Mental Health Awareness Month: Powering Accessibility in Workplace Tech

Mental Health Awareness Month: Powering Accessibility in Workplace Tech

Mental Health Awareness Month (May) plays a vital role in increasing public understanding of mental health issues. Some countries have a dedicated Mental Health Awareness Week or Day, however, prioritizing mental health initiatives should be incorporated into company strategies throughout the year, rather than confining them to a single month. 

Mental Health Awareness Month presents a significant opportunity to implement initiatives that increase advocacy, encourage community support and combat societal stigma.

This stigma is particularly experienced in the workplace with a study conducted by People Management finding that two in five (43 per cent) employees with mental health issues and other less visible disabilities haven’t disclosed it to their employer.

The Centers for Disease Control and Prevention also indicates that adults with disabilities experience higher levels of mental distress than those without disabilities. Mental illness is one of the most significant causes of worker disability. This issue has only intensified since the pandemic with the dramatic rise in digital platforms which put digital accessibility under increased scrutiny. 

Let’s take a closer look at the often overlooked connection between mental health, disability and digital accessibility.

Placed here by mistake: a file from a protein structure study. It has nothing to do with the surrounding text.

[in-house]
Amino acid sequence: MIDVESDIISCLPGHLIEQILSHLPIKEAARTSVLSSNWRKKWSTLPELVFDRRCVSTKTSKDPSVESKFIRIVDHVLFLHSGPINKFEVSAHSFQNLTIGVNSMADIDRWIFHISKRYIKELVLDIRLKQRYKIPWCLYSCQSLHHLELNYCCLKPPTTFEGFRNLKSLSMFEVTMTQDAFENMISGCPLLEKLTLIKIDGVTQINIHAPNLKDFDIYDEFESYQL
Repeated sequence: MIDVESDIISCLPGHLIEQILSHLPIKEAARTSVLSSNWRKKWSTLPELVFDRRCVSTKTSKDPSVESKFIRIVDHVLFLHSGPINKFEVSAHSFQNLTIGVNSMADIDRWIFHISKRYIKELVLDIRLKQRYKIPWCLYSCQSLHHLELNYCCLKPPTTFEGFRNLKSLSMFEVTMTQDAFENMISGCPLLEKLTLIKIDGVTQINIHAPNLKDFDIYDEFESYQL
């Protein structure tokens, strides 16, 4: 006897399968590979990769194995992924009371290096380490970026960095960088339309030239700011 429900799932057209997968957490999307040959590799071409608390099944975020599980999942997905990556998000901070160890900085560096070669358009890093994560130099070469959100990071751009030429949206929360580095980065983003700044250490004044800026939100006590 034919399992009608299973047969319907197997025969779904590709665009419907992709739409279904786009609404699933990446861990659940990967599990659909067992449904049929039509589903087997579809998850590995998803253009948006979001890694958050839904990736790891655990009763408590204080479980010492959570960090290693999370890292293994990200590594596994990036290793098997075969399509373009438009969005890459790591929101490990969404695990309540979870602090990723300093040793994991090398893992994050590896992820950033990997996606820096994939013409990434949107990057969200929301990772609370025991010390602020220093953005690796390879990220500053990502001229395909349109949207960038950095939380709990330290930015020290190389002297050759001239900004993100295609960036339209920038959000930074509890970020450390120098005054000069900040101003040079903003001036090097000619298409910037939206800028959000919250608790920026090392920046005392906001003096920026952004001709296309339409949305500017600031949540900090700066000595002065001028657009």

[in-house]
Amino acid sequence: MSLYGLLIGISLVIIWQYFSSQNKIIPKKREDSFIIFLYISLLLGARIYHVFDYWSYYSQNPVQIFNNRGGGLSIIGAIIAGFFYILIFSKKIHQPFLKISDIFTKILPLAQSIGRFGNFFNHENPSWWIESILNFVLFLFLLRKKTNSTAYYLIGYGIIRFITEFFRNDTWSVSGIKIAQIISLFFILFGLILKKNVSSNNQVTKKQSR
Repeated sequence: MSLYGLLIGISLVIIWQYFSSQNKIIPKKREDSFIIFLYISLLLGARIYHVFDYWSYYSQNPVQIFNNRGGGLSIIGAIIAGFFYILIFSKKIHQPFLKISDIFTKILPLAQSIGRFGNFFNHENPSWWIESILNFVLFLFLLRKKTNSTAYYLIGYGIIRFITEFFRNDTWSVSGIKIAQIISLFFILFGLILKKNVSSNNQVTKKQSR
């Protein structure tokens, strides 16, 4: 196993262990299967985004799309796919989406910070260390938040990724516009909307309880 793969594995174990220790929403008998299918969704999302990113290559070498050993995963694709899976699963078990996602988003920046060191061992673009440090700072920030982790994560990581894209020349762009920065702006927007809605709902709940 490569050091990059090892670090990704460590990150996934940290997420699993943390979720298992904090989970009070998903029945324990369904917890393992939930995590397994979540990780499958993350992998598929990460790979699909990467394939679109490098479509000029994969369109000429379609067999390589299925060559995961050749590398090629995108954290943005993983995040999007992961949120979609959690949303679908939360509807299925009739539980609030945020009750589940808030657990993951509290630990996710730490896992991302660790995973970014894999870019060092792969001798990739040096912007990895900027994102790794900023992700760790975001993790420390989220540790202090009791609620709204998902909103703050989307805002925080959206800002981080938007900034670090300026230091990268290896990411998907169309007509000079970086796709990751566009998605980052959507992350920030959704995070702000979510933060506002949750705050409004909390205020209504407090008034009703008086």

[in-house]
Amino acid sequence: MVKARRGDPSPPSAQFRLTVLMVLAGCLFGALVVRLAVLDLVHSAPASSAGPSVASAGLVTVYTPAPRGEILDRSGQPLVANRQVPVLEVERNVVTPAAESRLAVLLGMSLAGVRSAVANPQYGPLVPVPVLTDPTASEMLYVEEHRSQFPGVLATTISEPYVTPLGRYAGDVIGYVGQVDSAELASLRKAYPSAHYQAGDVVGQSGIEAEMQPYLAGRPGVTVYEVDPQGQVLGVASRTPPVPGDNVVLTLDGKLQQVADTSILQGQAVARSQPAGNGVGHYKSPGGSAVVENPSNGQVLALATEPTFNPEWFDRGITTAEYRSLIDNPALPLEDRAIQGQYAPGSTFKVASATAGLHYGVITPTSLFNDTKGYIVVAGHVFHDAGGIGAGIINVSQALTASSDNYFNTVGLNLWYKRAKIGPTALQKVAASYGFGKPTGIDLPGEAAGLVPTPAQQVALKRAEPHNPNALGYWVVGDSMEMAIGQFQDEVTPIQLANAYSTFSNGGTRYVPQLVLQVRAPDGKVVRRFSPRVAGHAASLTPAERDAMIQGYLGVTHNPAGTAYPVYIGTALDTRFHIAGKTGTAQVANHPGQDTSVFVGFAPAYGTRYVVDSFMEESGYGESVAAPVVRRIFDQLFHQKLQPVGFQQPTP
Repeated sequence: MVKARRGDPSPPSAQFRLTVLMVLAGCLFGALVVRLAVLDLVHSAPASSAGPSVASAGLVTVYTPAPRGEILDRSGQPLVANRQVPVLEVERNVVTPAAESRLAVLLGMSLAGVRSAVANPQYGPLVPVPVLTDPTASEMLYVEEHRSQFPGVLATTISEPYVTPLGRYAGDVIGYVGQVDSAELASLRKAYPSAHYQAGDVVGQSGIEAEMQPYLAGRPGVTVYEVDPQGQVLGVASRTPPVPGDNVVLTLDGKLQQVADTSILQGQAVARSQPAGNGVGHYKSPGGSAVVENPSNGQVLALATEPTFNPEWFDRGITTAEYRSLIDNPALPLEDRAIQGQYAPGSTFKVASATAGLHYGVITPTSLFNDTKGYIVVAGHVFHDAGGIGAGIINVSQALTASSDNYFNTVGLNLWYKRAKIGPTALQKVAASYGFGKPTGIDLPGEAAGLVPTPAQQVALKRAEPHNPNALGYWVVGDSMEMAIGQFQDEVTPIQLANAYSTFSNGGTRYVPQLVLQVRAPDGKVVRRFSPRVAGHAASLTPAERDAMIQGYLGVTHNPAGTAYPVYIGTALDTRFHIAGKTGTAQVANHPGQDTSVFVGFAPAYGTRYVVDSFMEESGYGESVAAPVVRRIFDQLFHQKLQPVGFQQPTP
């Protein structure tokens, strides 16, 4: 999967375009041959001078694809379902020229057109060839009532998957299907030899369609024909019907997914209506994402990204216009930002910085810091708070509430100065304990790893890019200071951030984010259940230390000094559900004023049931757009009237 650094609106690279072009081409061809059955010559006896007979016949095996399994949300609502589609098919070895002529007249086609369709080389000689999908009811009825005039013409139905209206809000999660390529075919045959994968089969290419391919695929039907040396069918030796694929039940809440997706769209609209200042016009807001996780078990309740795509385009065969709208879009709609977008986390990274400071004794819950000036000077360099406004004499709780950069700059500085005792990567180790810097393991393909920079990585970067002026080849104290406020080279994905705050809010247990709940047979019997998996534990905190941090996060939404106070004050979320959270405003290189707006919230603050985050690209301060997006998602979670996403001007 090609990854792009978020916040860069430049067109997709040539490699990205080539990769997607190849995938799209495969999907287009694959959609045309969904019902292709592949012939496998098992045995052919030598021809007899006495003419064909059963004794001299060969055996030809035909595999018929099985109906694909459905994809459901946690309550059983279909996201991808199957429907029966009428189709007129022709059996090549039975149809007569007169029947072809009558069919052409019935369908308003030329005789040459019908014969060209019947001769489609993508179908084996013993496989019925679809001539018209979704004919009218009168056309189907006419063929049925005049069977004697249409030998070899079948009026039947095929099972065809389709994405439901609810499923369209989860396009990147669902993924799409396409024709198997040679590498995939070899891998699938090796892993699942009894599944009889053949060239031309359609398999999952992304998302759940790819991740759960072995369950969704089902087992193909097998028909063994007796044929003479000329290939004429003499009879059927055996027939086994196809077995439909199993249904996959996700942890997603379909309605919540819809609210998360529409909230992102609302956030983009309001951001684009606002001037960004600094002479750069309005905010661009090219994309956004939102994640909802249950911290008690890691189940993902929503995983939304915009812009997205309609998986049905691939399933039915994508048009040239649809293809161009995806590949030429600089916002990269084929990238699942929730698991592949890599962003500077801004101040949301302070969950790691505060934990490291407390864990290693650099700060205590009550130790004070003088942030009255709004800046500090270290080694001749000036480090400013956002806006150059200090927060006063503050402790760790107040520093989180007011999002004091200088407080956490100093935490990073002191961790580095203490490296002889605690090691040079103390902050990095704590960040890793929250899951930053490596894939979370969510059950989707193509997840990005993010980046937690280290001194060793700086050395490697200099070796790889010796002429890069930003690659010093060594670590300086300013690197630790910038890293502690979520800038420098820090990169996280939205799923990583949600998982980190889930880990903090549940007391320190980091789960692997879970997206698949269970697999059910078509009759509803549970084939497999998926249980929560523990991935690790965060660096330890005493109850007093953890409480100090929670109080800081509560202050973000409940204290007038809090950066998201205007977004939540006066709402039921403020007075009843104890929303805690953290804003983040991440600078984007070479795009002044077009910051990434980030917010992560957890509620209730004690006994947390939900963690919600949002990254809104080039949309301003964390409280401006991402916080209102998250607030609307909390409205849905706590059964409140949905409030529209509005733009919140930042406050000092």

Building a Culture of Digital Mental Health Accessibility

The COVID-19 pandemic promoted a massive shift to digital platforms and services. New digital solutions were created to help employers provide personalized support to employees, making well-being a strategic focus for organizations.

Many employers have started to offer mental health apps as a part of their employee wellness programs. These apps can range from meditation and mindfulness apps to more comprehensive mental health resources that include therapy and counseling services. In some cases, these apps are integrated into an organization’s intranet or employee portal. 

Estimates suggest that over 10,000 mental health apps are now available to the public, but not everyone is experiencing equal access to the digital world.

The W3C Web Accessibility Initiative summarizes that many websites and digital tools have been developed with barriers to accessibility, creating difficulties or preventing some individuals from being able to use them. 

Digital technology can make a significant positive impact towards supporting employees’ mental health, but if these digital tools are inaccessible, what proactive steps can employers make to tackle  this issue?

A Missed Opportunity: Addressing Mental Health and Digital Accessibility

There has been little research conducted to understand the accessibility of digital mental health, especially for those with disabilities. 

If HR leaders do not build their intranets and digital health and wellbeing tools with accessibility built into the design, the technology will be unusable for many employees. 

How can HR leaders bridge the gap between those who can easily access mental health services and those who cannot through their company’s intranet? 

Let’s explore some effective approaches to improve digital access for mental health support: 

5 Steps Towards Accessibility in the Workplace

In recognition of Mental Health Awareness Month, we’ll share five actionable steps that employers can take to support employees with mental health issues by adding accessibility into workplace technologies:

  1. Connect with your Dev Team. Collaborate with your IT and web development teams to ensure that digital platforms and resources are accessible to everyone, including people with disabilities. Build your websites and other digital tools with accessibility in mind, ensuring they meet accessibility standards and legal requirements.